The inspection was carried out by two Additional Inspectors.
Description of the school
This school serves an urban population with significant disadvantage. A high proportion of pupils, almost half, are eligible for free school meals. The proportion of pupils with learning difficulties and/or disabilities is also very high. Nearly all the pupils are of White British heritage. A few are from minority ethnic families and none speaks English as an additional language. The school is smaller than average and the number of pupils on roll is declining. Children generally start school with low levels of attainment.
Overall effectiveness of the school
This effective school provides good value for money. This is because it has the ability to harness its strengths, aims high for its pupils and accesses support when needed to make sure that all the pupils achieve well. The new headteacher and perceptive leadership team are rigorous in their approach to school improvement and a strong staff team is enabling the school to build on its successes.
Children are achieving well. They make excellent progress in the Foundation Stage to reach similar standards to children of their age in other schools and continue to make good progress in Key Stage 1 where they reach above average standards in reading and mathematics. Standards in writing are broadly average. The 2005 Year 6 national test results were well below average, but the 2006 tests show a significant improvement. The school has regained the features of pupils’ very good achievement in 2003 and 2004. Pupils are forging ahead in their understanding and skills in reading and mathematics, and Years 5 and 6 are currently working above the expected levels for their age.
The reason for this recent improvement is that the quality of teaching is good, following staffing turbulence that partly contributed to a fall in standards in 2005. This weakness sparked intensive analysis of pupils’ progress and lots of professional debate with everyone in school. The outcomes have provided teachers with a clearer understanding of how to ensure pupils make consistently good progress. This builds more evenly on the outstanding quality of provision and standards in Reception. As pupils move up through the school, they acquire exceptional skills in reading, good habits for learning, and are really good at listening. There are fresh approaches planned to raise the standard of pupils’ writing because the teaching does not always stretch the pupils enough, particularly the higher attaining pupils.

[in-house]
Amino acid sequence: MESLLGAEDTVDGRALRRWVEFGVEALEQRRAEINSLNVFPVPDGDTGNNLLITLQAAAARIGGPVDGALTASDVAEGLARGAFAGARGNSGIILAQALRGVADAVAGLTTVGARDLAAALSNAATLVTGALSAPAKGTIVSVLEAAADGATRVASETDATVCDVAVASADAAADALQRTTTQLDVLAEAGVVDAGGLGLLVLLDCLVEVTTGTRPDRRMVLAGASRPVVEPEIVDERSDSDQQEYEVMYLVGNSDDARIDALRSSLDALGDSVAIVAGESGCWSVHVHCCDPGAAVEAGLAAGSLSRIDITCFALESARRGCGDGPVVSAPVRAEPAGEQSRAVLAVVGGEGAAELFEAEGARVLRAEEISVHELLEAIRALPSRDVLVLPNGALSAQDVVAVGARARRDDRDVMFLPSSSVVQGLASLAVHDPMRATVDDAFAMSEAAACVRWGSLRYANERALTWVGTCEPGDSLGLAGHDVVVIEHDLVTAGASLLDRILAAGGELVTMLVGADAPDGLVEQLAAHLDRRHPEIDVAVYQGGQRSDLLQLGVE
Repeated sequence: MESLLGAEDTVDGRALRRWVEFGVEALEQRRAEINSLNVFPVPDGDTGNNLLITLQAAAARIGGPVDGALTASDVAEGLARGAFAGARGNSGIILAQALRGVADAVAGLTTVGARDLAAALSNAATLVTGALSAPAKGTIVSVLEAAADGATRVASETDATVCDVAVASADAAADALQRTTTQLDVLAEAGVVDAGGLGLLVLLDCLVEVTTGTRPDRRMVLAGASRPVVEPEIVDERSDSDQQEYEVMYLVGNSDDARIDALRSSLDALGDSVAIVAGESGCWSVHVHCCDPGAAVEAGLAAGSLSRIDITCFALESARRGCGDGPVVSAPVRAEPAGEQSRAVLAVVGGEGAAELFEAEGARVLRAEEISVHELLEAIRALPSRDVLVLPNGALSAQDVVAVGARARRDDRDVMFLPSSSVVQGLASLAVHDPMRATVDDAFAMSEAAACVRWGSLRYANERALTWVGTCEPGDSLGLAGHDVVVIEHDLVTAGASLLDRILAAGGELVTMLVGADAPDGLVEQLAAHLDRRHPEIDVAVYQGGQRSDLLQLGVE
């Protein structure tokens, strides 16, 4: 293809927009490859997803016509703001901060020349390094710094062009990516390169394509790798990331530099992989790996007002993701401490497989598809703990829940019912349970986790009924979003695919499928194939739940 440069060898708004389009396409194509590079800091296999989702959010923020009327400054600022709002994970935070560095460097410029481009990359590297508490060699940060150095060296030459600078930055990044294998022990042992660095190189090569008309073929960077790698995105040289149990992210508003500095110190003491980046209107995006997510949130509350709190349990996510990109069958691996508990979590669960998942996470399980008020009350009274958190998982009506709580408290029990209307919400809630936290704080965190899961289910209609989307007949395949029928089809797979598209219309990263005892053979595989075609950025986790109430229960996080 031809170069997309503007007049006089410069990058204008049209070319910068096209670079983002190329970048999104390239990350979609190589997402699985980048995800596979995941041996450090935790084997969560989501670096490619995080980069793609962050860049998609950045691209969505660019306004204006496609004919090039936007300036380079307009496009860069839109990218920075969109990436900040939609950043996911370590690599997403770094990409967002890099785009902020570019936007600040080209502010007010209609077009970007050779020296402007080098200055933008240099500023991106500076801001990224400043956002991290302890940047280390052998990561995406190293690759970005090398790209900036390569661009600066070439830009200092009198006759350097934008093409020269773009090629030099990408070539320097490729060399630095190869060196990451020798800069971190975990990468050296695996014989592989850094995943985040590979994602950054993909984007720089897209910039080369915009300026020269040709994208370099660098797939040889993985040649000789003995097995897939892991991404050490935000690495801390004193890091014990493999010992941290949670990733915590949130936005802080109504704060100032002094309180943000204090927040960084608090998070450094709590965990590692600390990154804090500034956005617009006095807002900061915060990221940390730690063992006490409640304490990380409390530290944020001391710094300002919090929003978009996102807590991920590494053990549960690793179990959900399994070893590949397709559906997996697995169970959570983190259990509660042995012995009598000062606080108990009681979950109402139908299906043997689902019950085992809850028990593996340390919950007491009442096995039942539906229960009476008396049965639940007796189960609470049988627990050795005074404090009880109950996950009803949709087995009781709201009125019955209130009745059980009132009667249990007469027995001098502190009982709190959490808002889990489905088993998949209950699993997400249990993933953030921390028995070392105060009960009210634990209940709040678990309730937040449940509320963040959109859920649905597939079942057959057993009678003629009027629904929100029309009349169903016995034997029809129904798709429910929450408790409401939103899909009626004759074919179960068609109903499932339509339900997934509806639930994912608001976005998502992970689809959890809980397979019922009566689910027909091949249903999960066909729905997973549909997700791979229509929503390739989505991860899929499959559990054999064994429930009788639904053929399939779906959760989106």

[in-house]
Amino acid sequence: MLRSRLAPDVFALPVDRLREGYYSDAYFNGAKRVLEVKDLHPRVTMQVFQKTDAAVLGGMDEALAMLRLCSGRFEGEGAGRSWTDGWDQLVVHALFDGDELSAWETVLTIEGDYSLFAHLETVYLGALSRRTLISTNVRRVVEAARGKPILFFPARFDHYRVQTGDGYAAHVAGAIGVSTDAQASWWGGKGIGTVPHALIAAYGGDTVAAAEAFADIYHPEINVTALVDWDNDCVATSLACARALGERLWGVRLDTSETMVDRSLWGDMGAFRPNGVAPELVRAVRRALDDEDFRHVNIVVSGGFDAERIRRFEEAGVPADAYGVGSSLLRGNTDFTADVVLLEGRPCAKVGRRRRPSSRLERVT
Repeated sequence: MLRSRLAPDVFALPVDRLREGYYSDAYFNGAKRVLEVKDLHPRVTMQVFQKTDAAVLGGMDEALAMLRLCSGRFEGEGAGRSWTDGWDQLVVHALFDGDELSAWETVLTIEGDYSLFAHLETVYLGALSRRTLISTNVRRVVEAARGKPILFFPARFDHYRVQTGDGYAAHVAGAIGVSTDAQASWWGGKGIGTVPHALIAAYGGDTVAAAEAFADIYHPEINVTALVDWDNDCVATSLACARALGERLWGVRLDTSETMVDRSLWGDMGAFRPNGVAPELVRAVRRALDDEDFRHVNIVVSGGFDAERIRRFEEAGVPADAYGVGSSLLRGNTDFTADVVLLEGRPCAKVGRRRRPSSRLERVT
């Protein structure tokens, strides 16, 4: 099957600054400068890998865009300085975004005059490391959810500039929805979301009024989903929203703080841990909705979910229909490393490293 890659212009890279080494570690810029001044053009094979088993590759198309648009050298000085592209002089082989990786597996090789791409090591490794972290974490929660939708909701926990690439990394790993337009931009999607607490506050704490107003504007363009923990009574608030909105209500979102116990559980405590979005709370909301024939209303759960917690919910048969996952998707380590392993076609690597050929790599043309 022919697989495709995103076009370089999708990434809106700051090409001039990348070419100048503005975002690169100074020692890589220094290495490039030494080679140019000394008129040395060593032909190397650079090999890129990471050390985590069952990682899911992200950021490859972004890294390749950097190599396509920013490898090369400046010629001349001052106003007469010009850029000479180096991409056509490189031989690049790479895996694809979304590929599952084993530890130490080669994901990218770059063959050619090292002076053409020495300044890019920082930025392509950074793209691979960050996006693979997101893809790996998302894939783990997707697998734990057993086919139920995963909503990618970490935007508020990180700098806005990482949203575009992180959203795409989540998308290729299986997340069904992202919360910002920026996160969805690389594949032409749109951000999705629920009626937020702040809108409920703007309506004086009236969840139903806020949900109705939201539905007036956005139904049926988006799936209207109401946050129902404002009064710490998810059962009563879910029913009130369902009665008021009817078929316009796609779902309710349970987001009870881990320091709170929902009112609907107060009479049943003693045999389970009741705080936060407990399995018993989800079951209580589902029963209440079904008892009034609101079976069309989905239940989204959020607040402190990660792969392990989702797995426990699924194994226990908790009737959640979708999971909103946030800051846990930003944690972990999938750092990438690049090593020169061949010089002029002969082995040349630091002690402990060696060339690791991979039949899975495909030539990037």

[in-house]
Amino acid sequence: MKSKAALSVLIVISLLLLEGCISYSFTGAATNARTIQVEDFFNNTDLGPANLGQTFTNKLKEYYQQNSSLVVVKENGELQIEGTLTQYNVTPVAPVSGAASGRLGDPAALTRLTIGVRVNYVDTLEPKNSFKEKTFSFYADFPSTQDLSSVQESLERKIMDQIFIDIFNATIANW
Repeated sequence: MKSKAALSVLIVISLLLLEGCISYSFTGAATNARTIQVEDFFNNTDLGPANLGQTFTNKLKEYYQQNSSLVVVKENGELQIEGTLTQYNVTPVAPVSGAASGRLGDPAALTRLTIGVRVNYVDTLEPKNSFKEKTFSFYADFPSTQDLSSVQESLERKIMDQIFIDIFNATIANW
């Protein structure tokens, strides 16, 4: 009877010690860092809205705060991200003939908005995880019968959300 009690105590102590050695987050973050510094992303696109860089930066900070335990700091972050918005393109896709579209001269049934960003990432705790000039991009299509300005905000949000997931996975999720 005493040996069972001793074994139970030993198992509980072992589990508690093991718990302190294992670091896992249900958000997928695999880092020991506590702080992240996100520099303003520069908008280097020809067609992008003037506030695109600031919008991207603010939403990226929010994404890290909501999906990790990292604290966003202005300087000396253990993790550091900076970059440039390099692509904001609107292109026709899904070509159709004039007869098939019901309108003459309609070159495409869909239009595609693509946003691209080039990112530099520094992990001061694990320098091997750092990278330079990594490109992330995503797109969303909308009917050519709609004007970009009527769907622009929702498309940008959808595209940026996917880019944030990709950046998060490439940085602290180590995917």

The curriculum is designed effectively to widen pupils’ experiences, and to equip them with the skills and knowledge they need to help them deal with the choices open to them in the future. Pupils’ skills in information and communication technology (ICT) are satisfactory. They have enough access to computers but not enough opportunities to use their ICT skills in other subjects.
Pupils say that they enjoy school, feel that school listens to their views and that they get to take responsibility around the school. Because of this and the excellent quality of care they receive, they show great respect for each other and staff. In addition, the school’s excellent background work with outside agencies, voluntary bodies, and the on-site nursery, all help pupils to overcome the difficulties faced by quite a number of them. For many, their confidence grows as they see the progress they make and how much the school values what they have to say.
Parents and carers are welcomed into school, and effective communication with families has prompted many appreciative comments as parents get to know more about their child’s education.
What the school should do to improve further
- Increase the range of opportunities in different subjects for pupils to improve their writing.
- Make more use of ICT as a tool for learning in other subjects.
Achievement and standards
The results of the 2005 national tests for the Year 6 pupils showed that standards were low among the pupils who took the tests. This was explained to some extent by the nature of the cohort and a result of temporary staffing difficulties. The school has recovered from this position when it did not meet its targets. Pupils’ work in Year 6, the work from the end of the last academic year and the unreported results of tests in 2006 show that progress in Key Stage 2 is good. Pupils are forging ahead in their understanding and skills in reading and mathematics, and Years 5 and 6 are currently working above the expected levels for their age. However, there is a small proportion of higher attaining pupils for whom, in writing in particular, progress and achievement are just satisfactory.
The children make excellent progress in the Foundation Stage to reach similar standards to children of their age in other schools. The high standards in Key Stage 1 in reading and mathematics are the result of continued good progress. The pupils do not achieve as well in writing. Pupils with learning difficulties and/or disabilities do as well as their classmates.
Personal development and well-being